I used to want to be a writer…

I used to want to be a writer,
Someone who gave knowledge and information,
Someone who built worlds,
Someone who fueled the mind.

I used to want to be a writer,
I dreamed of it,
I thrived for it,
I lived for it.

Then the words disappeared,
They dried up like a river bed in summer,
They flew my coop like a flock of birds,
They bled from my mind.

Oh how I mourned their loss,
I sought out the advice of others,
I lost my self in their knowledge and information,
I lost myself in their worlds,
I had my mind fueled and I decided I wanted to be just like them.

I used to want to give knowledge and information,
I used to want to build worlds,
I used to want to fuel minds,
So I did.

I became a librarian.

a hand writing with a quill
Image by andreas160578 from Pixabay

I became a librarian by choice. I chose to go back to school to get my undergraduate degree and then go straight to graduate school. I was a non-traditional student and proud of it. My love of knowledge, discovery, and research led me to this path. My adoration of words, their meanings, and what they can accomplish fueled it.

Why did I become an academic librarian? It wasn’t for money, nor for fame. It was to help others. The dissemination of information is one of the greatest gifts — or superpowers — I have. I can help others find and discover the information they were looking for, and I can help spread knowledge. The toughest lesson I have had to learn is how to say ‘I can’t find that information, but I can suggest new avenues for trying to discover it.’

Even in this time of uncertainty, we are here for you. The academic librarians of Touro College are here. We are here to help you find your facts, support your arguments, and find new avenues of research. Above all, we are here for you — period. Reach out and talk to your librarian today.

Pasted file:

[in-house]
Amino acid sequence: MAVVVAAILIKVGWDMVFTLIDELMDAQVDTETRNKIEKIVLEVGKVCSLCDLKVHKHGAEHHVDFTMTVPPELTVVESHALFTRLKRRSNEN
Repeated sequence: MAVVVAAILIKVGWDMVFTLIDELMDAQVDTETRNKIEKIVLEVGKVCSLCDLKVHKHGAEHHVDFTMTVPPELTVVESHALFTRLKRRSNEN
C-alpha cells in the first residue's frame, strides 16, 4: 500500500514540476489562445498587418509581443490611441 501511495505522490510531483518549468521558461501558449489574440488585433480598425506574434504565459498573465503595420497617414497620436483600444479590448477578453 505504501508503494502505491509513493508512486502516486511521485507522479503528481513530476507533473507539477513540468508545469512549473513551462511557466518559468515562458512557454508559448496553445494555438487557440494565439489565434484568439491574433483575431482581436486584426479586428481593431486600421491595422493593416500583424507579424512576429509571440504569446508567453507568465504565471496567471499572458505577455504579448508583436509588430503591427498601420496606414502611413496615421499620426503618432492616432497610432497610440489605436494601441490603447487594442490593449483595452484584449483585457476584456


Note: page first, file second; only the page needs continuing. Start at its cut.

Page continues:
Contact a librarian: https://www.tourolib.org/ask-a-librarian

Review our remote access guide: https://www.tourolib.org/student-remote-guide

This post was contributed by Heather Hilton, Librarian, Bay Shore

You can take the librarian out of the library…

How can I be a librarian from home?

I started thinking about this as I sat alone by my computer: can I be a librarian outside of the library? The more I thought about it, the more I realized that one could do a great deal from home as a librarian. As some might say, you can take the librarian out of the library, but you can’t take the library out of the librarian.

a laptop and phone and mug on a couch
Image by Anrita1705 from Pixabay

After being told we would begin working from home, we were given one day to go back to our offices to set up or pack up what we needed to work remotely. This began a whirlwind of changes to the way I work, from new, purring officemates to turning my home into a modern industrial park.  Continue reading

Staff Profile: Joe Brown

New Bay Shore Librarian Joe Brown
New Bay Shore Librarian Joe Brown

Hello! I am Joe Brown, the new evening librarian at the Bay Shore School of Health Sciences.  I received my undergraduate degree in Cultural Anthropology and History from the University at Albany, in 2000.  Nine years later…I received my MLS from Queens College in 2009. In between these two degrees I was lucky enough to take part in many interesting employment adventures.  To share a little of my history, here are some snapshots.

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LOEX Pittsburgh: Library Instruction Conference

pittsburgh
View of Pittsburgh from the conference hotel

From May 5-8, I had the exciting opportunity to travel to Pittsburgh, PA to attend the 44th Annual LOEX Conference, “Learning from the Past, Building for the Future.” College instruction librarians from all over the US came together to share new ideas, proven techniques, and inspiration with their colleagues. Over two days, I attended ten different sessions on teaching, pedagogy, and instructional technology. Lest you assume it was all academic journals and stodgy librarians, the workshops I participated in touched on a wide range of topics, including hip-hop with a professional DJ/Librarian, Newtonian physics, and surrealist parlor games.
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